This is because boxing’s mimesis is not that of a mere game, but a powerful analogue of human struggle in the rawest of life-and-death terms. When the analogue is not evoked, as, in most fights, it is not, the action is likely to be unengaging, or dull; “boxing” is the art, but “fighting” is the passion. The delirium of the crowd at one of those matches called “great” must be experienced firsthand to be believed (Frazier–Ali I, 1971, Hagler–Hearns, 1986, for instance); identification with the fighters is so intense, it is as if barriers between egos dissolve, and one is in the presence of a Dionysian rite of cruelty, sacrifice, and redemption. “The nearest thing to death,” Ali described it, after his third title match with Joe Frazier, in 1975, which he won when the fight was stopped after the fourteenth round. Or: “This is some way to make a living, isn’t it?” as the superlightweight Saoul Mamby said, badly battered after a title fight with the champion Billy Costello, in 1984.
A romance of (expendable) maleness—in which The Fight is honored, and even great champions come, and go.
For these reasons, among others, boxing has long been America’s most popularly despised sport: a “so-called” sport, even a “meta-” or an “anti-” sport: a “vicious exploitation of maleness”1 as prostitution and pornography may be said to be a vicious exploitation of femaleness. It is not, contrary to common supposition, the most dangerous sport (the American Medical Association, arguing for boxing’s abolition, acknowledges that it is statistically less dangerous than speedway racing, thoroughbred racing, downhill skiing, professional football, et al.), but it is the most spectacularly and pointedly cruel sport, its intention being to stun one’s opponent’s brain; to affect the orgasmic communal “knockout” that is the culminating point of the rising action of the ideal fight. The humanitarian argues that boxing’s very intentions are obscene, which sets it apart, theoretically at least, from purer (i.e., Caucasian) establishment sports bracketed above.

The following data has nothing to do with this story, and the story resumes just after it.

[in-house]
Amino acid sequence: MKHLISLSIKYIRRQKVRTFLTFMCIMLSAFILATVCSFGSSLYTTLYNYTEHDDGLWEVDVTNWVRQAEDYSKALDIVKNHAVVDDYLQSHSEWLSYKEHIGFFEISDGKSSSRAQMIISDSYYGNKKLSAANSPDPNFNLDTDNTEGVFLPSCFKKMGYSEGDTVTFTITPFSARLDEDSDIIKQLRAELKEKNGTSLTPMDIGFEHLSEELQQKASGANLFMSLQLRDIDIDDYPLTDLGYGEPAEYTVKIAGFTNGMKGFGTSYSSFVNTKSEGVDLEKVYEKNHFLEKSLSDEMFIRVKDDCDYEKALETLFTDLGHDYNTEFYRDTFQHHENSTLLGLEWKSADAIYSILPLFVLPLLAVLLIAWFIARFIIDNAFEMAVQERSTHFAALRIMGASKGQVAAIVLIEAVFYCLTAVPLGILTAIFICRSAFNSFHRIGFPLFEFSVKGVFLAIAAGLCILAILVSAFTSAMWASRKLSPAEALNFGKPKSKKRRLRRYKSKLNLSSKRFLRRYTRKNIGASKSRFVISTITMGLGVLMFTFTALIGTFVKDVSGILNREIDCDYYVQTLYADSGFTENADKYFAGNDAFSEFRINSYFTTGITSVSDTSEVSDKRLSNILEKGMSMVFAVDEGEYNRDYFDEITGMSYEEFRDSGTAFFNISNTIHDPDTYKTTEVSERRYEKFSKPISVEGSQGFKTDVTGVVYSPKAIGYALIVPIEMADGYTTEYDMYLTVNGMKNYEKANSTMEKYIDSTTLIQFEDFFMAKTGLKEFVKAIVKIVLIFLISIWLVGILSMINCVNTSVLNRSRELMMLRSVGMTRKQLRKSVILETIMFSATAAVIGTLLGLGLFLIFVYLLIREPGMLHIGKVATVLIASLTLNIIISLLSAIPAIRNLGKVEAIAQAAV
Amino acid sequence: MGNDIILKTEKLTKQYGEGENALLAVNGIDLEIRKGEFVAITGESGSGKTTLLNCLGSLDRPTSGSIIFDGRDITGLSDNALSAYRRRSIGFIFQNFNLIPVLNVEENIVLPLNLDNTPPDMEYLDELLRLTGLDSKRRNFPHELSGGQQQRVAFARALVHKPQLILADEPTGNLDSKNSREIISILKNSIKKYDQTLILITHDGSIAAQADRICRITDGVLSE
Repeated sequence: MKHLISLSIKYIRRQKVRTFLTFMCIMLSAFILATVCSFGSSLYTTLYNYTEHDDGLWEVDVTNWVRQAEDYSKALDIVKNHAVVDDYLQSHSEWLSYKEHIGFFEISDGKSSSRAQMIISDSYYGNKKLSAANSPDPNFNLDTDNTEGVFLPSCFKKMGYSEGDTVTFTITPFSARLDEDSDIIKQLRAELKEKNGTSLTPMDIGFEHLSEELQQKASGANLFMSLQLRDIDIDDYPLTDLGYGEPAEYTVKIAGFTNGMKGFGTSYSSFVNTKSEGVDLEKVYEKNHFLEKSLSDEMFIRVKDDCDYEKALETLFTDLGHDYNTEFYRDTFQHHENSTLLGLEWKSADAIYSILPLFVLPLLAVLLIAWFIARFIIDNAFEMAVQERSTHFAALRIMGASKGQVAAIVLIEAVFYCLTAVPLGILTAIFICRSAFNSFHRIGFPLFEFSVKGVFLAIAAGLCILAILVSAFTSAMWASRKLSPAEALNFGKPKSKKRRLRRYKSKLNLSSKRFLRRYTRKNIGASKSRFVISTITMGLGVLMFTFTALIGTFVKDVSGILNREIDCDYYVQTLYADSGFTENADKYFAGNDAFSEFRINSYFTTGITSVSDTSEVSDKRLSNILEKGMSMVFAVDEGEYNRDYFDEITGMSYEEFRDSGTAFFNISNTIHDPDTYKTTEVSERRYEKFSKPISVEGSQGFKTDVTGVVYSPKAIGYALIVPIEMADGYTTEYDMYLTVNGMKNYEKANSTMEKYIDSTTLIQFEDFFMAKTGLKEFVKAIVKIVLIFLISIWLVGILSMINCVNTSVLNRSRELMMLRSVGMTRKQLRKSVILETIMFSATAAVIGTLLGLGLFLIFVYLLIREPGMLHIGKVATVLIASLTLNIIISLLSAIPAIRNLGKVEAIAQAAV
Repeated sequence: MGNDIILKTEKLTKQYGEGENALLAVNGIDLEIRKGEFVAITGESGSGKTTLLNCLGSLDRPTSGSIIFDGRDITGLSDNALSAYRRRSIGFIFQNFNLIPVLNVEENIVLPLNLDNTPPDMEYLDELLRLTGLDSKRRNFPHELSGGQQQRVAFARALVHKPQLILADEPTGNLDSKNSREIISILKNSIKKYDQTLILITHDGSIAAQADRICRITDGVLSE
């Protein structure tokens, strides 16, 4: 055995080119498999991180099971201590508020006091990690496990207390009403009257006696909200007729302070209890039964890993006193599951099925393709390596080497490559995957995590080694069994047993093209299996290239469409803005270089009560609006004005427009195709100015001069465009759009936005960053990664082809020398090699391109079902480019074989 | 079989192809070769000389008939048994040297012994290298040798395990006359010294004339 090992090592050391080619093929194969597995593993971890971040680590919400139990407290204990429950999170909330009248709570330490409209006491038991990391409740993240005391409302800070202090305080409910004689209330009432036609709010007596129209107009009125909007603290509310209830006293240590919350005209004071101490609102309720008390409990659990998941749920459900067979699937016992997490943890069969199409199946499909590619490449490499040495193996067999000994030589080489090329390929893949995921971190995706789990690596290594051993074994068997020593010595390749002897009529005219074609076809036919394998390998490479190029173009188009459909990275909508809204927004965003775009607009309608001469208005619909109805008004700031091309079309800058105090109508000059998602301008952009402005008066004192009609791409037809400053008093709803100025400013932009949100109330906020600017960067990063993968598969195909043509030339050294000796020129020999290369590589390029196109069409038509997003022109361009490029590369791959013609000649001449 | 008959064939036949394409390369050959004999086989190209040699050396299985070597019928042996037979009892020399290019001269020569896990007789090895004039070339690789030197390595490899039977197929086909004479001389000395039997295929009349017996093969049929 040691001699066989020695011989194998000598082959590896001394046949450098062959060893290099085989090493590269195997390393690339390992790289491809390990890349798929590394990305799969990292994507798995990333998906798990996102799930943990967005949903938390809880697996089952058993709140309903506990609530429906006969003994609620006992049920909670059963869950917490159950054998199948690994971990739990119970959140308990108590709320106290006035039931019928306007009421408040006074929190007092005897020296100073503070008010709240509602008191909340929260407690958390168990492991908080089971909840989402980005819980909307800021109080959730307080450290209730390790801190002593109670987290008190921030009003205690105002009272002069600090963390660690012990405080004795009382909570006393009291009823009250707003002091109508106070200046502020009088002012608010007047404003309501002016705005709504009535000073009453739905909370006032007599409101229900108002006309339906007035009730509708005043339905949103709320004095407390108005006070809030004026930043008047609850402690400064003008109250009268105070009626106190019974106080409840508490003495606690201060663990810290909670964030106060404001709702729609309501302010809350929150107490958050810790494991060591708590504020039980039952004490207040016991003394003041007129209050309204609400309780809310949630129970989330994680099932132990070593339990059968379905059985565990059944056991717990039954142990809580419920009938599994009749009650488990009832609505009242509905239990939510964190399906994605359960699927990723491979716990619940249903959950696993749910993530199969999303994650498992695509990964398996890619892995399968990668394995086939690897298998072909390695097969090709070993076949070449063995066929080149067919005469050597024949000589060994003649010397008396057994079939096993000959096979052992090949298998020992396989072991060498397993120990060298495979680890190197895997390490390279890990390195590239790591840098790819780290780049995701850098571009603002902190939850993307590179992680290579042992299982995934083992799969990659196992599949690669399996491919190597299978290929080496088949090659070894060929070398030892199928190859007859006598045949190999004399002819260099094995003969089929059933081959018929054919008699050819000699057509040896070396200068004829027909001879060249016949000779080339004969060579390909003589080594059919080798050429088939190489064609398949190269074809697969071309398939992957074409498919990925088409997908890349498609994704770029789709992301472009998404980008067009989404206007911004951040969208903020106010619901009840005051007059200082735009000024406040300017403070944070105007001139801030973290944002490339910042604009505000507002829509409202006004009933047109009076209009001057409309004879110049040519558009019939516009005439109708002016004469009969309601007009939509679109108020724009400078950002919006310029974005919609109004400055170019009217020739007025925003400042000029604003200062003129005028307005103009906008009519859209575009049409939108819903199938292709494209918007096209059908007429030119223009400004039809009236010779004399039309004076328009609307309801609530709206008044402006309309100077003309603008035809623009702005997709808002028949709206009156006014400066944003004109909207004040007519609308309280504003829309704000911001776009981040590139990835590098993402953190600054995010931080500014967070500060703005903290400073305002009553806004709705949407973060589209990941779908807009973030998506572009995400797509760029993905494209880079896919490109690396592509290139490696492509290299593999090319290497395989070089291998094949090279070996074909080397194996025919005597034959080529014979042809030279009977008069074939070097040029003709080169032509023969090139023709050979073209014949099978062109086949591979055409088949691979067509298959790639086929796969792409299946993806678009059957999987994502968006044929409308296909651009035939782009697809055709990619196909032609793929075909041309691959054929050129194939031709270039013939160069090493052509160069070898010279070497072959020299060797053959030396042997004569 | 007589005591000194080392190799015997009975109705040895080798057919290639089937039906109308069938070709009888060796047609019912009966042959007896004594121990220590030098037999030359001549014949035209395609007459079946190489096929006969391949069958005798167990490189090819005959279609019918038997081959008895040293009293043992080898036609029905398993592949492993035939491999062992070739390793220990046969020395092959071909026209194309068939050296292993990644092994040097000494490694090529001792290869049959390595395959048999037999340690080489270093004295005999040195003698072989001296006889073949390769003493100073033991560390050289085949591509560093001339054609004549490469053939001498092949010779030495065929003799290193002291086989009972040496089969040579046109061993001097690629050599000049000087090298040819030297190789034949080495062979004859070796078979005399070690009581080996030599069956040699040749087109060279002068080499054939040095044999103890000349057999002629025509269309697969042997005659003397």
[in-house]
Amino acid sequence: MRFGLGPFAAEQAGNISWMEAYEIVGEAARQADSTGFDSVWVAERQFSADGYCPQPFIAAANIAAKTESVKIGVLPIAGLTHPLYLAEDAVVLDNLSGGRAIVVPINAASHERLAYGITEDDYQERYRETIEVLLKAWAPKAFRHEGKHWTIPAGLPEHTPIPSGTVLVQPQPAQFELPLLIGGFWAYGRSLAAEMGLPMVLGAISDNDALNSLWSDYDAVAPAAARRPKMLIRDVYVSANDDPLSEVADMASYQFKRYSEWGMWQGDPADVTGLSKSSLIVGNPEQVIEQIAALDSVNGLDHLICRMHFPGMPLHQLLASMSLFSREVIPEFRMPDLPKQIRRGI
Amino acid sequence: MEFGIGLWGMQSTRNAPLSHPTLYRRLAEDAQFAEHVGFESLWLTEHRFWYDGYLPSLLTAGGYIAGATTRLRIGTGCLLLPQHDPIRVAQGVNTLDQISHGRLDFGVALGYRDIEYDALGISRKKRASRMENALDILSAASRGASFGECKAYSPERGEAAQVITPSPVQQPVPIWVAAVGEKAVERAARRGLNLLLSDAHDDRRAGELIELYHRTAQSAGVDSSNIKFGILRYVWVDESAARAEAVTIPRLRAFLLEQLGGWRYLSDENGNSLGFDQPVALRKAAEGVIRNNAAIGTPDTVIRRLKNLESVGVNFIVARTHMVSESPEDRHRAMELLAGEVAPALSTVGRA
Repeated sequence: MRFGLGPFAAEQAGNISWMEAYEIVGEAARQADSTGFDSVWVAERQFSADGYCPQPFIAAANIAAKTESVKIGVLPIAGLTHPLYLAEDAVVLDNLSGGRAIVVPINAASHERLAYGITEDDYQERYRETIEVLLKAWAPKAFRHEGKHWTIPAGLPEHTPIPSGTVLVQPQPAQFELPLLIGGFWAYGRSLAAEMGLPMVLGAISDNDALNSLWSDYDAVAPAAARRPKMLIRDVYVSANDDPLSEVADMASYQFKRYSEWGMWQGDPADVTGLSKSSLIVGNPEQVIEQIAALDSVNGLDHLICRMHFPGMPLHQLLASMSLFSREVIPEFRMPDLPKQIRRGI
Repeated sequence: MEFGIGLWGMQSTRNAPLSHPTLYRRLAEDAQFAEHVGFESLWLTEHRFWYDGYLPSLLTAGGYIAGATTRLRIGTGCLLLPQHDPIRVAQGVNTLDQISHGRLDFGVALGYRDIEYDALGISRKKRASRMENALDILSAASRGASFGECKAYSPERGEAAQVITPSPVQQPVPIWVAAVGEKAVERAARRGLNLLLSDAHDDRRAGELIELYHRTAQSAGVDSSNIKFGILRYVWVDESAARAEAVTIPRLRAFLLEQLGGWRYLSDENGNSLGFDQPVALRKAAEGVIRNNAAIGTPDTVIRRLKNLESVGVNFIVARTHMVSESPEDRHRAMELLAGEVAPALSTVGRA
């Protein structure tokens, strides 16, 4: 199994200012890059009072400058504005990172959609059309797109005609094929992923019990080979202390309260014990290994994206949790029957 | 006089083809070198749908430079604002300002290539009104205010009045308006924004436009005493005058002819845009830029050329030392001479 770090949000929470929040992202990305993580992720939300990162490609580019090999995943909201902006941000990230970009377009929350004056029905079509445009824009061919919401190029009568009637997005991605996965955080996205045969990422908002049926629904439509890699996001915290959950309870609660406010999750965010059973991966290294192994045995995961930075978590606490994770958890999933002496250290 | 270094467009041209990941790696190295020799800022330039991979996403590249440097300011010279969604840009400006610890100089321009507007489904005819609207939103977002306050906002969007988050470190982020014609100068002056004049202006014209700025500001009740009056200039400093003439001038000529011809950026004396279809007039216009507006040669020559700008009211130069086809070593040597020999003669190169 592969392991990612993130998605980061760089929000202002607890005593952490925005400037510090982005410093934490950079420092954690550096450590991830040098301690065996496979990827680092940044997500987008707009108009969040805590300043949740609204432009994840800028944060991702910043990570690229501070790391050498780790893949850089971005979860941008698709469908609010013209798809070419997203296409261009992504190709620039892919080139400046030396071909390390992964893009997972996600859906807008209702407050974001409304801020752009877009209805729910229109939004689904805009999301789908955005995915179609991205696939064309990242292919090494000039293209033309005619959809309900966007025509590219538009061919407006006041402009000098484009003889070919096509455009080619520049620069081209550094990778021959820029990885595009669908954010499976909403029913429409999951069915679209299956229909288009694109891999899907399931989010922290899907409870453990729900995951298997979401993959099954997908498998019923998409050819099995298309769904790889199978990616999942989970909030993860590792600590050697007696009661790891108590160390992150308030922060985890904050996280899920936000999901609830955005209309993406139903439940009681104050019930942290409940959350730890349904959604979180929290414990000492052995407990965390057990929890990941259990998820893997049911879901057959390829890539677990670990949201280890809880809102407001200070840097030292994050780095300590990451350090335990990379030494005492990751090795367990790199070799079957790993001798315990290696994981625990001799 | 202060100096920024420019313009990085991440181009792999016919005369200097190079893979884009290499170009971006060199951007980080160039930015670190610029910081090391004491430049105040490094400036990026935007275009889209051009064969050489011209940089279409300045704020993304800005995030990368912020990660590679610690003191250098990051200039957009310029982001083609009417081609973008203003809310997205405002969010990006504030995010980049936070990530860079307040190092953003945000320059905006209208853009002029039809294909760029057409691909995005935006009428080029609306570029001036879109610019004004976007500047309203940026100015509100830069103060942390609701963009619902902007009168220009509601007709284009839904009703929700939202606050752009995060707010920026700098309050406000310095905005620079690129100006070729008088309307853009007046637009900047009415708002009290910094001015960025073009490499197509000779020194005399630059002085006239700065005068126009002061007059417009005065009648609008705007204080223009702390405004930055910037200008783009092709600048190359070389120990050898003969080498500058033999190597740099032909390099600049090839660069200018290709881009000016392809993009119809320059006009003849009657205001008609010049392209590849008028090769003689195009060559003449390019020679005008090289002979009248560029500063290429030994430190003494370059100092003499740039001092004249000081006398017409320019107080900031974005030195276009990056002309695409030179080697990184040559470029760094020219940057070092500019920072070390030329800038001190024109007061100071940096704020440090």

Boxing is only possible if there is an endless supply of young men hungry to leave their impoverished ghetto neighborhoods, more than willing to substitute the putative dangers of the ring for the more evident, possibly daily, dangers of the street; yet it is rarely advanced as a means of eradicating boxing that poverty itself be abolished; that it is the social conditions feeding boxing that are obscene. The pious hypocrisy of Caucasian moralists vis-à-vis the sport that has become almost exclusively the province of black and ethnic minorities has its analogue in a classic statement of President Bush’s of some months ago, that he is worried by the amount of “filth” flooding America by way of televised hearings and trials: not that the Clarence Thomas–Anita Hill hearing and the William Kennedy Smith rape trial revealed “filth” at the core of certain male–female relations in our society, but that public airings of such, the very hearings and trials, are the problem. Ban the spectacle, and the obscenity will cease to exist.